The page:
Both Portuguese and Malay sources agree that one of Parameswara’s main sources of support when he fled from Palembang, Sumatra, to Singapura was a group of “Sea People” or “Sea Nomads” (Orang Laut). The Portuguese called them Çelates, which was derived from the Malay word selat (which means “strait”). The Sea People who came with Parameswara from Palembang (or perhaps Bangka) chose not to live with him at Singapura but stayed at Karimun Island in the Riau Islands instead. Perhaps they felt unwelcome in Singapura, as the Portuguese claim. These Sea People may have been involved in the murder of Singapura’s chief eight days after Parameswara arrived there in 1391.
For hundreds if not thousands of years, the Sea People specialised in collecting natural products, which they exchanged with the inhabitants of settlements located in estuaries along the Straits of Malacca. These Sea People were usually allied with a patron, either Malay or Chinese, who claimed exclusive rights to trade with them, and was seen as their protector.
Karimun plays no role in the Sejarah Melayu (Malay Annals), but the island occupies a strategic position at the southern end of the Straits of Malacca. Chinese sailing directions of the Yuan and Ming dynasties refer to Karimun Island as an important navigational landmark and rendezvous.
A cliff on the northern side of Karimun bears a Sanskrit inscription in Nagari script that was carved either in the ninth or 10th century during the Srivijaya empire’s golden age. In large letters 30 cm tall, the inscription proclaims Mahāyānika Golayantritasri Gautama Sripada, which is translated as: “These are the footsteps of the illustrious Gautama, the Mahayanist, who possessed an armillary sphere”. Probably this is a boast by a local Sea Nomad ruler resulting from his acquisition of a token of esteem from the Srivijayan ruler.
The Çelates were the only people who lived in Singapura in 1511. Tomé Pirés, a Portuguese apothecary and author of the early 16th century, provides the following description of Singapura: “The Synggapura channel. It has a few Çelates villages; it is nothing much”. Çelates Bajaus, according to Pirés, lived near Singapura and Palembang, and were always seen in the company of Parameswara. The Bendahara and Laksamana were the hereditary offices of these Sea People. In the 17th century, the Sea People of Singapura had a chief who went by the high-sounding title of Raja Negara Selat, which means “king of the country [or town] of the Straits”.
According to Pirés’s informants, it was the Sea People who discovered the site of Malacca and then invited Parameswara to move there from Muar. When the Portuguese took Malacca, the Laksamana there was a descendant of these Sea People. Hang Tuah, the Malay hero of 15th-century Malacca, may have been a member of this group. Pirés called a group of islands between Karimun and Rangsang “Çelates islands”, and noted that they produced some food.
In 1846, Karimun was still notorious as a base for pirates of the Galang suku (suku means “tribes”, communities; small groups, usually speaking their own dialect, and identified with a particular range of territory). In the late 19th century, Karimun’s population consisted largely of the descendants of these boat dwellers.
The Sea People retained their important position in the kingdom after the Malay capital moved from Malacca to Ujung Tanah (the Johor-Singapore-Riau area). Different suku had different occupations. The suku Mantang specialised in blacksmithing, including making swords and spears. Other suku served as soldiers, rowers, “transport of envoys and letters to rulers in foreign countries”; were producers of agar-agar and sago, provided service in the kitchens by transporting water and wood; and raised hunting dogs.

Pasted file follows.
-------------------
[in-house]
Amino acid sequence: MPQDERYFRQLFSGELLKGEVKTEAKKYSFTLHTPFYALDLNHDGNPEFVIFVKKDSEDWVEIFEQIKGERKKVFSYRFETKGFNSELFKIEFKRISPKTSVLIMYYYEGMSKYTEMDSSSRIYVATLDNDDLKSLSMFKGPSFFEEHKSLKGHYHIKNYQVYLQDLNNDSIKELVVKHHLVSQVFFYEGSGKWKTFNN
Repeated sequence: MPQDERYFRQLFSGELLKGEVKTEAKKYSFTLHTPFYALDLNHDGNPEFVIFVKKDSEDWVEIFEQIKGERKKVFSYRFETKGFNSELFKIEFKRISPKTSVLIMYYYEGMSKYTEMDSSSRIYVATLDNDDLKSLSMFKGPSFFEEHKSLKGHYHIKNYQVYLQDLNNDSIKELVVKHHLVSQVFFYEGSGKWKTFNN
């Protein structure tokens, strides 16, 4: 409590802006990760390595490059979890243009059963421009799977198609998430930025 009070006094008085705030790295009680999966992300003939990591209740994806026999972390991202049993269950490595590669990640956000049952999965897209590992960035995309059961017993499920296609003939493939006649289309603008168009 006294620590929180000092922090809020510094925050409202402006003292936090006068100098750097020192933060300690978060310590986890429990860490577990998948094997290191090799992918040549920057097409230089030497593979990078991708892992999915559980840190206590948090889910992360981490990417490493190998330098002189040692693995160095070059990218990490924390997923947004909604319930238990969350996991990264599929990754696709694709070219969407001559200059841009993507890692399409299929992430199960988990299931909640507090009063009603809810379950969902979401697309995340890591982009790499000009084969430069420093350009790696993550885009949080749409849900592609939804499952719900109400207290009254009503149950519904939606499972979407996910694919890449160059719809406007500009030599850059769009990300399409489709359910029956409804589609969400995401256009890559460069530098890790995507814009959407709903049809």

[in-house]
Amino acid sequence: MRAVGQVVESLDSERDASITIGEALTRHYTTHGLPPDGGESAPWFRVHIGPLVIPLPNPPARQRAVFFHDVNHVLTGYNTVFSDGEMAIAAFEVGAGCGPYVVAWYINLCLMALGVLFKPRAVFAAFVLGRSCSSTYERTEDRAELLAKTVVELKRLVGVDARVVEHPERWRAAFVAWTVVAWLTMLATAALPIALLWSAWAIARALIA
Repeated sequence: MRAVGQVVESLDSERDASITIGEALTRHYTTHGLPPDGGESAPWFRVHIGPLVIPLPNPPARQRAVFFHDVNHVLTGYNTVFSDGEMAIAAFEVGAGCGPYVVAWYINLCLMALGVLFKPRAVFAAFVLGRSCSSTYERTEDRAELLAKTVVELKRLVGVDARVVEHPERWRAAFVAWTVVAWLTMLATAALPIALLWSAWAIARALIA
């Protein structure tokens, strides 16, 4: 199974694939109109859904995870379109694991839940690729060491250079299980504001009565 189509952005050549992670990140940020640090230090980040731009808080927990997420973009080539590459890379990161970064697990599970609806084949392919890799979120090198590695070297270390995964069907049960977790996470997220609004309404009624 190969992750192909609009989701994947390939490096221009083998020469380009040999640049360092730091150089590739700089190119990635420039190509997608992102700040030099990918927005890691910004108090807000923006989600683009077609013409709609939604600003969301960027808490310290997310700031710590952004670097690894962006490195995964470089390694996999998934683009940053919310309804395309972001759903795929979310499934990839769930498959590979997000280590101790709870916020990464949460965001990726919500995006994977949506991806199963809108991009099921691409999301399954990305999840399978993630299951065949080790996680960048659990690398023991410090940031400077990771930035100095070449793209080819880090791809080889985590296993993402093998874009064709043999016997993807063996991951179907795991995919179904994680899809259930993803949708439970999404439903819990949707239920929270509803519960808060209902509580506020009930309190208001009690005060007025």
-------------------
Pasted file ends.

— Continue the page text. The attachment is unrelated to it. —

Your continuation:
The Sea People’s links to the Malay rulers persisted until 1699, when the last sultan who could claim to be a direct descendant of Sri Tri Buana was assassinated. Following the death of the sultan, the Sea People soon became fragmented and leaderless, and were absorbed by other ethnic groups.
In 1819, Singapore was home to several suku of Sea People. Those who lived around the Singapore River belonged to the suku Gelam, who also inhabited Batam and the nearby islands. Munshi Abdullah noted that they paid homage to a rock near the mouth of the Singapore River that resembled a garfish head. Soon after the British arrived, the suku Gelam moved to Pulau Berani, an island located off the southern coast of Singapore. The suku Seletar lived around mangroves, especially on the northern coast of Singapore near the mouth of the Seletar River. The suku Biduanda-Kallang, who lived in the mangrove swamp at the Kallang River, died out in 1848 due to a smallpox epidemic.
1. Pirés, T. (1944). The Suma oriental of Tomé Pirés, an account of the East, from the Red Sea to Japan, written in Malacca and India in 1512–1515, and The book of Francisco Rodrigues, rutter of a voyage in the Red Sea, nautical rules, almanack and maps, written and drawn in the East before 1515 (A. Cortesao, Trans.) (p. 262) [Microfilm: NL 14208 (Vol. 1), NL 26012 (Vol. 2)]. London: Hakluyt Society.
2. Andaya, L. Y. (1975). The Kingdom of Johor, 1641–1728: A study of economic and political developments in the Straits of Malacca (pp. 256, 259, 264, 281, 288). Kuala Lumpur: Oxford University Press.
3. Andaya, 1975, p. 44.
4. Sopher, D. E. (1977). The sea nomads: A study of the maritime boat people of Southeast Asia (p. 105). Singapore: National Museum Singapore. Call no.: RSING 959 SOP.
5. Sopher, 197, p. 107.
The information in this article is valid as at 2014 and correct as far as we are able to ascertain from our sources. It is not intended to be an exhaustive or complete history of the subject. Please contact the Library for further reading materials on the topic.